We all know that academics, under constant pressure to publish, are writing too fast, with little time and even less inclination to craft their prose as scholars of old might have done. Consequently, it is easy to complain about declining aesthetic standards, but this does not get to the heart of what is going wrong, particularly with academic writing in the social sciences.
Much academic writing is highly technical, but jargon in itself need not be a problem. Natural scientists have long realised that when they discover new entities – whether genes, planets or micro-organisms – they have to invent labels for their discoveries. So inevitably, scientific researchers communicating with fellow specialists will be linguistic innovators.
We might assume that the same is true for social scientists: the more we find out about the social world, the more we must coin fresh terminology to describe it. Nevertheless, there are important differences between the natural and social sciences, such that language appropriate for the one might be inappropriate for the other.
The problem for social scientists is that our jargon, like that of the natural scientists, is heavily biased towards nouns and noun phrases. Our big words are nearly always nouns, such as “re-ethnification”, “mediatisation”, “deindividuation” and all the other “isations” and “ifications” that dominate so much empirical and theoretical writing.
Then there is the habit of using phrases composed entirely of nouns – a habit that academics share with top-level executives and administrators: we need only think of the term “research excellence framework” (which combines three nouns with politically motivated boasting). Similarly, academic social scientists use noun-only phrases, often to describe their own approaches and favoured theories.
The preference for nouns is found across the social sciences, affecting the writings of both postmodernists and old-style empiricists. We can see it in the current fashion for using the definite article to transform adjectives into nouns, thereby creating a seemingly endless supply of new things to study: “the comic”, “the homely”, “the pastoral” and so on. What next? The grumpy, the drizzly, the pretentious?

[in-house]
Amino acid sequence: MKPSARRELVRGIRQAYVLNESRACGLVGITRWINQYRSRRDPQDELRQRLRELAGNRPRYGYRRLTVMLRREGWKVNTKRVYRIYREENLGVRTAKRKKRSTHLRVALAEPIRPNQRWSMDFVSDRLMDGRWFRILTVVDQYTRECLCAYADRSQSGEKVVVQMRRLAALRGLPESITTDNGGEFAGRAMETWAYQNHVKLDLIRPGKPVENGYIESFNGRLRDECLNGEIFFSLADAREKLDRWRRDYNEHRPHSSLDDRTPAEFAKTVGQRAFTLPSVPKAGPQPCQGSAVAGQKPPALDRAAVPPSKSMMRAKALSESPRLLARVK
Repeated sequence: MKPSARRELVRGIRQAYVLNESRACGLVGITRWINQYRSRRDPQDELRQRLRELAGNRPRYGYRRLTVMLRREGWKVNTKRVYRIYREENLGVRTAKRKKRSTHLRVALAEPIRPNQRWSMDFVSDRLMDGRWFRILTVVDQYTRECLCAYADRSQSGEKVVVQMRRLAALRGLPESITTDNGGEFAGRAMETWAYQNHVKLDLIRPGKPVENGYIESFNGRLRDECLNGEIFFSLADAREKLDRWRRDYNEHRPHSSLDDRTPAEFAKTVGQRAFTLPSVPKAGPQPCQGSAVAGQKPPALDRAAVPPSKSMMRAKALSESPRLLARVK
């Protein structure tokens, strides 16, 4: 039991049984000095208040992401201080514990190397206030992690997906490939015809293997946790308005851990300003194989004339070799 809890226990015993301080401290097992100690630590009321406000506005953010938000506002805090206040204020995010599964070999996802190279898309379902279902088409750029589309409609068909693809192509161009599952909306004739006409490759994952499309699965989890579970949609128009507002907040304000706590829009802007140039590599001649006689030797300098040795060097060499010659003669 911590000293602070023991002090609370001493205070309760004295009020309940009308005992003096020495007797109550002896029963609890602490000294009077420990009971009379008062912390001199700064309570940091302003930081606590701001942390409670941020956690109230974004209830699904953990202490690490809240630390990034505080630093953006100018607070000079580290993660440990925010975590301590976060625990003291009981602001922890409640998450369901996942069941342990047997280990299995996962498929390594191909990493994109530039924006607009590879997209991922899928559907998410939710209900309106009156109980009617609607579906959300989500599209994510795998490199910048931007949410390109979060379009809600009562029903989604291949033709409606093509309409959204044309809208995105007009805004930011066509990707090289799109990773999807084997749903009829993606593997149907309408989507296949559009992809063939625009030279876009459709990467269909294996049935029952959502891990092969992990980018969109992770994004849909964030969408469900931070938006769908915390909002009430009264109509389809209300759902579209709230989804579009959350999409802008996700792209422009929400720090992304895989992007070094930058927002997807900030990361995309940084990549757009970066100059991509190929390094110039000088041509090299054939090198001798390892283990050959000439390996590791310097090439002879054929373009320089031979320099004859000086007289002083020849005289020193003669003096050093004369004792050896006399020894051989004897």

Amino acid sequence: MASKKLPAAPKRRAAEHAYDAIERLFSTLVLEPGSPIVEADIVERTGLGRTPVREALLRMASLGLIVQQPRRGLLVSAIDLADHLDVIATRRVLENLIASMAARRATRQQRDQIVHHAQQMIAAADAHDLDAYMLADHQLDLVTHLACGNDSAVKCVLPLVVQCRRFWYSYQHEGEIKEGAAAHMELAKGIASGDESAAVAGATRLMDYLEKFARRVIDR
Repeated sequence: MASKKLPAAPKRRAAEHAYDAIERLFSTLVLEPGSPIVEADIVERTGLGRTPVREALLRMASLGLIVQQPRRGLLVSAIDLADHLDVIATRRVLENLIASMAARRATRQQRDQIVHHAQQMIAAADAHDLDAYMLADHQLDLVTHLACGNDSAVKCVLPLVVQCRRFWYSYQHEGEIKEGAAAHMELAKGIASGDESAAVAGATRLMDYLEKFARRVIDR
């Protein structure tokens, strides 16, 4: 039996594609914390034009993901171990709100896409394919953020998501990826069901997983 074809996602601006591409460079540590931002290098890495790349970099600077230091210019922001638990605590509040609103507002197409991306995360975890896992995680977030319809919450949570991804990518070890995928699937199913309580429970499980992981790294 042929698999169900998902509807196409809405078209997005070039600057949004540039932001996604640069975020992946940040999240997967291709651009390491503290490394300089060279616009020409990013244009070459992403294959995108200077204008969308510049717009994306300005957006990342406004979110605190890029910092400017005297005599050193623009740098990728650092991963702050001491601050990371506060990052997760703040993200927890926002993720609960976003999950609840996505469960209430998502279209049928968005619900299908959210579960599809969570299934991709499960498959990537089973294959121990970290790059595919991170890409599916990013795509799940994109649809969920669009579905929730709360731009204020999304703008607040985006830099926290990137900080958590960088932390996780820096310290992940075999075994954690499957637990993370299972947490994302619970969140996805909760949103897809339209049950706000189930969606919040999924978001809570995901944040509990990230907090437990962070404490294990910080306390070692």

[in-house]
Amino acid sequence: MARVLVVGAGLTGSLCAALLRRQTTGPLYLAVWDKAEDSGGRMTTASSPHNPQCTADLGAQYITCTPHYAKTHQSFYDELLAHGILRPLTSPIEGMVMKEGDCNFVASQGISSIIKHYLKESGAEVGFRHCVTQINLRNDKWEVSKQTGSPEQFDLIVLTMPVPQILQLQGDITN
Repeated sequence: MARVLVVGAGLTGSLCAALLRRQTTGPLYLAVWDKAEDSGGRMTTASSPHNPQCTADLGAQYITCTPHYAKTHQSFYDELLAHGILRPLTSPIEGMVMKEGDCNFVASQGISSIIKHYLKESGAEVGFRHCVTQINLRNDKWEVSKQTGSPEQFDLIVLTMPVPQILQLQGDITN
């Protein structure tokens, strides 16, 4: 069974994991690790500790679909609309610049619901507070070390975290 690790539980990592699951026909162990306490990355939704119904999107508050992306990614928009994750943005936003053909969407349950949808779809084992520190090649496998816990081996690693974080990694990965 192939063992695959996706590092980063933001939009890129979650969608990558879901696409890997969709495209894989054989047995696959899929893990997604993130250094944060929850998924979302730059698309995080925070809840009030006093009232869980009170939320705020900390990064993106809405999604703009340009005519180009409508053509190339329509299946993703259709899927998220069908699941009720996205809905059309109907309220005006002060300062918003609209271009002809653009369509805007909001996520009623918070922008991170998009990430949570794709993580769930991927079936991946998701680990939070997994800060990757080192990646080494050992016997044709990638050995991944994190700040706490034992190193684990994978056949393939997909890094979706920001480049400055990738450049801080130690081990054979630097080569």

Linguists have a specialist word to describe the creating of nouns from other parts of speech: “nominalisation”. Naturally enough, this is a noun. Very rarely do linguists use the verb “to nominalise”, preferring to write about the so-called thing, “nominalisation”, rather than the people doing the nominalising.
This preference for high-status nouns over verbs matters for two reasons. First, it is easy to assume that the big nouns are precise, technical terms, but actually social scientists use them in vague, inconsistent ways. For instance, linguists use “nominalisation” to describe particular types of word, as well as the very varied and different processes by which these words come to be used. The technical word – “nominalisation” – misleadingly reassures us that there is a specific thing that the linguists have identified.
Second, by using big nouns, analysts can avoid describing people. If we assume that there is something called “nominalisation”, then we need not specify what exactly people might be doing if they are said to “nominalise”. In fact, statements, with active verbs and small ordinary words, generally contain much more information about actions than do the big nouns, which supposedly describe such acts. According to critical linguists, that is precisely why those in power like to use big nouns: they can transform the uncertain world of human acts into a world of necessary things.
It does not matter if natural scientists linguistically treat the natural world as a world of things, but it matters if social scientists do so. The latter have a word for treating humans as if they were things – “reification”, another noun. Despite their good intentions, critical social scientists, such as the German social philosopher Axel Honneth in his 2008 book Reification: A New Look at an Old Idea, tend to write about the thing “reification” rather than describing people “reifying”, thereby displaying precisely what they are warning against.
In consequence, the writings of social scientists are often densely packed with fictional, theoretical things rather than depictions of people and how they live. We might learn about “nominalisation” producing “reification”, or about “mediatisation” producing other “isations”, without seeing the messy world of people acting and reacting. Worst of all, grand theorists typically do not describe the world of powerful groups and powerful people.
We are teaching our postgraduate students to use the accepted nouns and noun phrases of their chosen approach. The students will not be using specialist terminology because they have discovered the inadequacy of ordinary words, but because the big nouns are the entry ticket into the academic world of the social sciences. We will reward them if they reach for convenient big nouns rather than trying to look directly at the social world.
As Dolly Parton jokes when discussing her appearance, “It takes a lot of money to look this cheap.” Similarly, it takes a lot of education to write this badly.